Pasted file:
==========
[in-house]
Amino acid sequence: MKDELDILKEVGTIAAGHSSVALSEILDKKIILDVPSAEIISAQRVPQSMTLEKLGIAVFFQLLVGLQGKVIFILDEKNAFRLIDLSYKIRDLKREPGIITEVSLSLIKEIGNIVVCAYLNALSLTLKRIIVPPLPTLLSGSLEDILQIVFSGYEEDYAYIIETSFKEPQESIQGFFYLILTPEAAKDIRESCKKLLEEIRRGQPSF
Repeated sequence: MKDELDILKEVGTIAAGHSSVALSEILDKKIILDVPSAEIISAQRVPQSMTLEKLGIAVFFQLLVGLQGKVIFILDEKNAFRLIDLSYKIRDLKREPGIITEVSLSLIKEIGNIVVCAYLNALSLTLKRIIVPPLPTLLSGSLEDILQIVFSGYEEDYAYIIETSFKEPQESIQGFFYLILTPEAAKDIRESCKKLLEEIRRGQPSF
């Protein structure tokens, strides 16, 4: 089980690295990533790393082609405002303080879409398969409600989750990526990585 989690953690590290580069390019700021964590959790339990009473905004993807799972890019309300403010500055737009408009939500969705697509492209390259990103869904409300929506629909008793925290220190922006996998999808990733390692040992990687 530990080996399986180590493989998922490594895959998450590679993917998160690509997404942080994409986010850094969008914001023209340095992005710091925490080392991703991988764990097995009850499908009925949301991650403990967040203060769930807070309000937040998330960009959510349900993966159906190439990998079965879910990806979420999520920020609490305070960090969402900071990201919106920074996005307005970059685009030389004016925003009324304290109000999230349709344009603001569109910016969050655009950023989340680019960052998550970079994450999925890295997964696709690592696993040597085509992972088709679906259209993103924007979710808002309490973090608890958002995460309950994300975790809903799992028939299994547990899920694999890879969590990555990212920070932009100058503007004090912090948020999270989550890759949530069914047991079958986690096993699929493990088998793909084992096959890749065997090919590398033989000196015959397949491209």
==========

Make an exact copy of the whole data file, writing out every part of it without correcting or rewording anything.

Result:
[in-house]
Amino acid sequence: MKDELDILKEVGTIAAGHSSVALSEILDKKIILDVPSAEIISAQRVPQSMTLEKLGIAVFFQLLVGLQGKVIFILDEKNAFRLIDLSYKIRDLKREPGIITEVSLSLIKEIGNIVVCAYLNALSLTLKRIIVPPLPTLLSGSLEDILQIVFSGYEEDYAYIIETSFKEPQESIQGFFYLILTPEAAKDIRESCKKLLEEIRRGQPSF
Repeated sequence: MKDELDILKEVGTIAAGHSSVALSEILDKKIILDVPSAEIISAQRVPQSMTLEKLGIAVFFQLLVGLQGKVIFILDEKNAFRLIDLSYKIRDLKREPGIITEVSLSLIKEIGNIVVCAYLNALSLTLKRIIVPPLPTLLSGSLEDILQIVFSGYEEDYAYIIETSFKEPQESIQGFFYLILTPEAAKDIRESCKKLLEEIRRGQPSF
């Protein structure tokens, strides 16, 4: 089980690295990533790393082609405002303080879409398969409600989750990526990585 989690953690590290580069390019700021964590959790339990009473905004993807799972890019309300403010500055737009408009939500969705697509492209390259990103869904409300929506629909008793925290220190922006996998999808990733390692040992990687 530990080996399986180590493989998922490594895959998450590679993917998160690509997404942080994409986010850094969008914001023209340095992005710091925490080392991703991988764990097995009850499908009925949301991650403990967040203060769930807070309000937040998330960009959510349900993966159906190439990998079965879910990806979420999520920020609490305070960090969402900071990201919106920074996005307005970059685009030389004016925003009324304290109000999230349709344009603001569109910016969050655009950023989340680019960052998550970079994450999925890295997964696709690592696993040597085509992972088709679906259209993103924007979710808002309490973090608890958002995460309950994300975790809903799992028939299994547990899920694999890879969590990555990212920070932009100058503007004090912090948020999270989550890759949530069914047991079958986690096993699929493990088998793909084992096959890749065997090919590398033989000196015959397949491209």